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Title: Joseph Conrad - spory o biografię
Authors: Adamowicz-Pośpiech, Agnieszka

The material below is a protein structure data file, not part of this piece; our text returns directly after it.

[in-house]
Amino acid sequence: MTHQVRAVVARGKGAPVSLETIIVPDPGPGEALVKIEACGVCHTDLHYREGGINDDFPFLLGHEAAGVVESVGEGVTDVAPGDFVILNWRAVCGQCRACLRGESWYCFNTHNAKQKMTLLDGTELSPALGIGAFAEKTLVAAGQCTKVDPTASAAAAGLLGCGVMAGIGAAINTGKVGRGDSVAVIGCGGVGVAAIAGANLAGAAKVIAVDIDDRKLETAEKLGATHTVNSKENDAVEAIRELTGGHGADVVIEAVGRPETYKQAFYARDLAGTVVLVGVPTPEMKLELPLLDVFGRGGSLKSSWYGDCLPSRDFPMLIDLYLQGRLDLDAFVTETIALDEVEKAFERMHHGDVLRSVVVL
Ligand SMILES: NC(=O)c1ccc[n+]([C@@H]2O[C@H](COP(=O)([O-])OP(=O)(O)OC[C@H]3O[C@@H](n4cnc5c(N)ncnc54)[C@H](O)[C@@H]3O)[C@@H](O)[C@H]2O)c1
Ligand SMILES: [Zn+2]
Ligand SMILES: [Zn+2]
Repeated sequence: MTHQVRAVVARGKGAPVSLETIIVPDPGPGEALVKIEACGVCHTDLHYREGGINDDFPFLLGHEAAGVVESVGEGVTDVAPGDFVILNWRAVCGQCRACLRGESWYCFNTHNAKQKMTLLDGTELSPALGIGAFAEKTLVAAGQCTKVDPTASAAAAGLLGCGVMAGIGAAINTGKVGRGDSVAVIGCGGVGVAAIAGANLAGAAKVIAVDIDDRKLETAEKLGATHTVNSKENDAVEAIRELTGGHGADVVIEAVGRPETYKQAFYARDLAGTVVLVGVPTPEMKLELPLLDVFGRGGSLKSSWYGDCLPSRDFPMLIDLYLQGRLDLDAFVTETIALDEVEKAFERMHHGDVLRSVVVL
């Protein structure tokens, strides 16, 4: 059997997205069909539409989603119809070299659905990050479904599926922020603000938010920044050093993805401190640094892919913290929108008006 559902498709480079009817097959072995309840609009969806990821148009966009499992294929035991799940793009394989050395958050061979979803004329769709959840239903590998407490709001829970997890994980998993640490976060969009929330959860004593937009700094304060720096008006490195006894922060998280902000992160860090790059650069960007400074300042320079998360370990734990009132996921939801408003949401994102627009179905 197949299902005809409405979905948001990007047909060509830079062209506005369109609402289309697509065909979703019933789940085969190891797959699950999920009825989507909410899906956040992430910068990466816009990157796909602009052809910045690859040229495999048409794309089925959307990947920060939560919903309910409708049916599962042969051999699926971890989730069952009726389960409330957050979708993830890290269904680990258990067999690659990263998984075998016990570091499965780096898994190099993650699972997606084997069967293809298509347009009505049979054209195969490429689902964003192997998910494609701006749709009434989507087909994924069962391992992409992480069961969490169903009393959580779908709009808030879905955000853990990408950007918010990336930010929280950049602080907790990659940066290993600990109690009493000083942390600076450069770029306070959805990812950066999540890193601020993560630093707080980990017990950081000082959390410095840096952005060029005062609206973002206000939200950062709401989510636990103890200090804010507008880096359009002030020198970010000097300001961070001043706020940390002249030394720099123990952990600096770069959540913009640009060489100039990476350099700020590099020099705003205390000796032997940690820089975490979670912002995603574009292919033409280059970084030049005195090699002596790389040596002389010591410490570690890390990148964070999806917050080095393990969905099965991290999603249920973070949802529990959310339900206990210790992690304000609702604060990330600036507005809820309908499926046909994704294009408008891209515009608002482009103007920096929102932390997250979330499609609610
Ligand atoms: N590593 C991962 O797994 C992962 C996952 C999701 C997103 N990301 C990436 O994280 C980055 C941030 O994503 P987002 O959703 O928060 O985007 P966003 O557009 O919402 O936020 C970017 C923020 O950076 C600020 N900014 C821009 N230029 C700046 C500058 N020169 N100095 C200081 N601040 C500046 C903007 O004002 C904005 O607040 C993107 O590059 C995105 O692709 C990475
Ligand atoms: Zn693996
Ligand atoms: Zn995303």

Keywords: Joseph Conrad; Biography; English literature
Issue Date: 2003
Publisher: Katowice : "Deni-Press"